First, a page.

· Reliance Interest (“Detrimental Reliance”) – the court attempts to put the promisee in the position it was in before the promise was made.
· Restitution Interest (“Unjust Enrichment”) – the court attempts to put the promisor in the position it was in before the promise was made. This is done to discourage egregious behavior.
The true measure of damages in a medical case is the difference between what was promised and the state of plaintiff after surgery; pain and suffering cannot be considered damages. Hawkins v. McGee, 84 N.H. 114, 146 A. 641 (1929) – the “Hairy Hand” case. If a doctor enters into a “special contract” with a patient, his insurance company will not have to cover those costs if it is not malpractice or an error or mistake. McGee v. United States Fidelity & Guaranty Co., 53 F.2d 953 (1st Cir. 1931).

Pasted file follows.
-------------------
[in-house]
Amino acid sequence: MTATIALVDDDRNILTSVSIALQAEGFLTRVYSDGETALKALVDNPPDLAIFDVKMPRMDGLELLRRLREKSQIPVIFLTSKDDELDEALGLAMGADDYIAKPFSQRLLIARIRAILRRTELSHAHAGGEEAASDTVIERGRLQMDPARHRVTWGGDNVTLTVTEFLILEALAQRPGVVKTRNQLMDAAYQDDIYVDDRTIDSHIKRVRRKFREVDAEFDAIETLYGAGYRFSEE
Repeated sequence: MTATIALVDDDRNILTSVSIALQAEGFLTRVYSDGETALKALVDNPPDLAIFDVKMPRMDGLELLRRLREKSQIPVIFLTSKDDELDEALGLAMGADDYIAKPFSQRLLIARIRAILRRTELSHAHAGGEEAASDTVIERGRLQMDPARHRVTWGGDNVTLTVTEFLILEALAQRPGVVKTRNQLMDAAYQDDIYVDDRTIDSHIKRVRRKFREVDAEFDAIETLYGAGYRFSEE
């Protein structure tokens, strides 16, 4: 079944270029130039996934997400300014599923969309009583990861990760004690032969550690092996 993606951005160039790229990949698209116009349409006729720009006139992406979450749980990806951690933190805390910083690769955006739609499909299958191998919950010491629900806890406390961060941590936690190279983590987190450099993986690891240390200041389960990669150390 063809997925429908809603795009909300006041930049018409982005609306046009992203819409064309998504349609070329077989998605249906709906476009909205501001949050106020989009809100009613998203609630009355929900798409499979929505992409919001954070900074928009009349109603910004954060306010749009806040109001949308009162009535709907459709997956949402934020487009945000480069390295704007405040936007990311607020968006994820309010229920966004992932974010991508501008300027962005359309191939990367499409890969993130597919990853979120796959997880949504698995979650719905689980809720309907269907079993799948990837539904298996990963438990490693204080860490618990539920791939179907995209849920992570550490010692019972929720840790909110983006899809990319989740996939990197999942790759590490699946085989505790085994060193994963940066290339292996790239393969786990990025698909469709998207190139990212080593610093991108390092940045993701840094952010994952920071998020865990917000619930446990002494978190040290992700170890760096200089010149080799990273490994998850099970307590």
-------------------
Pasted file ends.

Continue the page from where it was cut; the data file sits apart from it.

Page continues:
General Measure of Damages (GM) = Loss in Value + Other Loss – Costs Avoided – Loss (RSC §347)
· Loss in Value – value of promisor’s promised performance
· Other Loss – incidental or foreseeable consequential damages
· Costs Avoided – expenditures promisee would have made but did not have to because of promisor’s breach
· Loss Avoided – losses promisee would have had but did not have because of promisor’s breach
There are two types of reliance damages
· Essential reliance – what you spend to perform the contract
· Incidental reliance – not necessary to perform the contract, but happened as a result of attempting to perform it (the damages have to be foreseeable and you have to mitigate the damages)
o Incidental reliance + consequential damages = other loss
Damages for Breach of Contract
Ex facto jus oritur – “out of facts, springs the law” – the factual distinctions between cases will impact differences in their outcomes, and sometimes facts actually lead to changes in the law. Analysis of law is analysis of facts.